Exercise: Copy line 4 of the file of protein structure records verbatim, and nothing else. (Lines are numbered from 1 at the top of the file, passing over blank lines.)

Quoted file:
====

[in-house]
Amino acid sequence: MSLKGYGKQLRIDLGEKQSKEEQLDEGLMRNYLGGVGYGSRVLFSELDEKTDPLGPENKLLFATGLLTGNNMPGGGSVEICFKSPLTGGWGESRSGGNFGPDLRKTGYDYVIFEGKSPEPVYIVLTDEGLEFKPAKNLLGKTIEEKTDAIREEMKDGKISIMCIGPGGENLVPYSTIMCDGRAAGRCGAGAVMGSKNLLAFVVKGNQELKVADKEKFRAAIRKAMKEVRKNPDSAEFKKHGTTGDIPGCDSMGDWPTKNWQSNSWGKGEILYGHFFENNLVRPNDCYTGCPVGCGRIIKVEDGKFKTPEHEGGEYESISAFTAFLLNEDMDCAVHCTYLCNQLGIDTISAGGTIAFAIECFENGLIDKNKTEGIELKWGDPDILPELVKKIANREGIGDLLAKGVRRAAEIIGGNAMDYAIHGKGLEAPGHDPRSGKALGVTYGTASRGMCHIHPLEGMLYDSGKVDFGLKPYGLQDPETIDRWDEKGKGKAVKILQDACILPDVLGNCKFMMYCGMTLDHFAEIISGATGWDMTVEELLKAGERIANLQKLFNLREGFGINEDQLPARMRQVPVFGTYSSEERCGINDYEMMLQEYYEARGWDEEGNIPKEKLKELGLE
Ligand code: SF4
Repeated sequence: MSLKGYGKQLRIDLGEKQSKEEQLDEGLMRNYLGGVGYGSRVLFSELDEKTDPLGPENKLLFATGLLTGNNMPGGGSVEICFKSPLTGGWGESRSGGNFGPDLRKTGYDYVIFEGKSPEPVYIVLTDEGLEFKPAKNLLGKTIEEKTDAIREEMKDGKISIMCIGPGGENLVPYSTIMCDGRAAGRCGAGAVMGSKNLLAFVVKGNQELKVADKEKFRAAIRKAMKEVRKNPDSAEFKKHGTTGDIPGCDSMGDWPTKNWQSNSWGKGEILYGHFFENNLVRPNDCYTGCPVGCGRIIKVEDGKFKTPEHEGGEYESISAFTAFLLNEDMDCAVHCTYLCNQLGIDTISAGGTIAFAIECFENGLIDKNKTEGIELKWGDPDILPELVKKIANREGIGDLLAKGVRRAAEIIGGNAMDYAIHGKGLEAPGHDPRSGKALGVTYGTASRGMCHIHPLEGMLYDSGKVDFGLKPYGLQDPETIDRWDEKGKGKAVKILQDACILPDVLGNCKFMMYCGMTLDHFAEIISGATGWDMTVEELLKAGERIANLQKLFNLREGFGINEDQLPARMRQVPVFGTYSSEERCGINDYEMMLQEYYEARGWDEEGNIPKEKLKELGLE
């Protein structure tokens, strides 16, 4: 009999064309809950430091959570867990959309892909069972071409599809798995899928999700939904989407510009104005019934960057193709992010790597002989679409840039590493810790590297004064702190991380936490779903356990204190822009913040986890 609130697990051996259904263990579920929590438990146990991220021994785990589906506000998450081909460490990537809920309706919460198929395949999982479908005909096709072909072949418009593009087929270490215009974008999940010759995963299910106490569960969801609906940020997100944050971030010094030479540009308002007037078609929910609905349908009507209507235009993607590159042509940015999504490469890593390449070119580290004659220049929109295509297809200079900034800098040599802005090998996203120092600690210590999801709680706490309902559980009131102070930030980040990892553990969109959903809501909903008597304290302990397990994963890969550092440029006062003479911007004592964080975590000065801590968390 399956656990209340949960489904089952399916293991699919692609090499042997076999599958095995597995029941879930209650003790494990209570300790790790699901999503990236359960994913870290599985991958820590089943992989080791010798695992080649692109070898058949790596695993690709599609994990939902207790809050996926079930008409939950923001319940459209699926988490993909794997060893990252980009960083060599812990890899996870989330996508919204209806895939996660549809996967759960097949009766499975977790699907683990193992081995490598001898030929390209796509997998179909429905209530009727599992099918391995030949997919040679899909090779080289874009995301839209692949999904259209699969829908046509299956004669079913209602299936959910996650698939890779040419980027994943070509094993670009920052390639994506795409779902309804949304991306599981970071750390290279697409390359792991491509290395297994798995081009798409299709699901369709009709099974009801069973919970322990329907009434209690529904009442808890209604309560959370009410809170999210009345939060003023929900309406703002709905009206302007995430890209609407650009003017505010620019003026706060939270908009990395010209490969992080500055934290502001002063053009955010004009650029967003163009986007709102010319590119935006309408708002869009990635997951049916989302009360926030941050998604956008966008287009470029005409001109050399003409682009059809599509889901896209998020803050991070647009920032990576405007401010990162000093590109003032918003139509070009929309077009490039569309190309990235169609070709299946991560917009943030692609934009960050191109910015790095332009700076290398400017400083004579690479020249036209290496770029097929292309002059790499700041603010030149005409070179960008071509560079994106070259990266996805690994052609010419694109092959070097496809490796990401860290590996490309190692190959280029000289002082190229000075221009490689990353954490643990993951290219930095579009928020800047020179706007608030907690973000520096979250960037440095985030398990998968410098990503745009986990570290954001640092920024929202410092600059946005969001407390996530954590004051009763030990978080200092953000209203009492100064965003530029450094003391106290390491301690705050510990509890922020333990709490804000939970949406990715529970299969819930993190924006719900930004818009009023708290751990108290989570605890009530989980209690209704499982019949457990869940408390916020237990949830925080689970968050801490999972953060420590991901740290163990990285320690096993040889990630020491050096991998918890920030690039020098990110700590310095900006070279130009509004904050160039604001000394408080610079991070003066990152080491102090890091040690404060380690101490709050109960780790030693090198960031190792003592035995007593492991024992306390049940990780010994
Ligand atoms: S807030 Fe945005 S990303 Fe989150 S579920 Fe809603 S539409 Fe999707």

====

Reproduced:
Repeated sequence: MSLKGYGKQLRIDLGEKQSKEEQLDEGLMRNYLGGVGYGSRVLFSELDEKTDPLGPENKLLFATGLLTGNNMPGGGSVEICFKSPLTGGWGESRSGGNFGPDLRKTGYDYVIFEGKSPEPVYIVLTDEGLEFKPAKNLLGKTIEEKTDAIREEMKDGKISIMCIGPGGENLVPYSTIMCDGRAAGRCGAGAVMGSKNLLAFVVKGNQELKVADKEKFRAAIRKAMKEVRKNPDSAEFKKHGTTGDIPGCDSMGDWPTKNWQSNSWGKGEILYGHFFENNLVRPNDCYTGCPVGCGRIIKVEDGKFKTPEHEGGEYESISAFTAFLLNEDMDCAVHCTYLCNQLGIDTISAGGTIAFAIECFENGLIDKNKTEGIELKWGDPDILPELVKKIANREGIGDLLAKGVRRAAEIIGGNAMDYAIHGKGLEAPGHDPRSGKALGVTYGTASRGMCHIHPLEGMLYDSGKVDFGLKPYGLQDPETIDRWDEKGKGKAVKILQDACILPDVLGNCKFMMYCGMTLDHFAEIISGATGWDMTVEELLKAGERIANLQKLFNLREGFGINEDQLPARMRQVPVFGTYSSEERCGINDYEMMLQEYYEARGWDEEGNIPKEKLKELGLE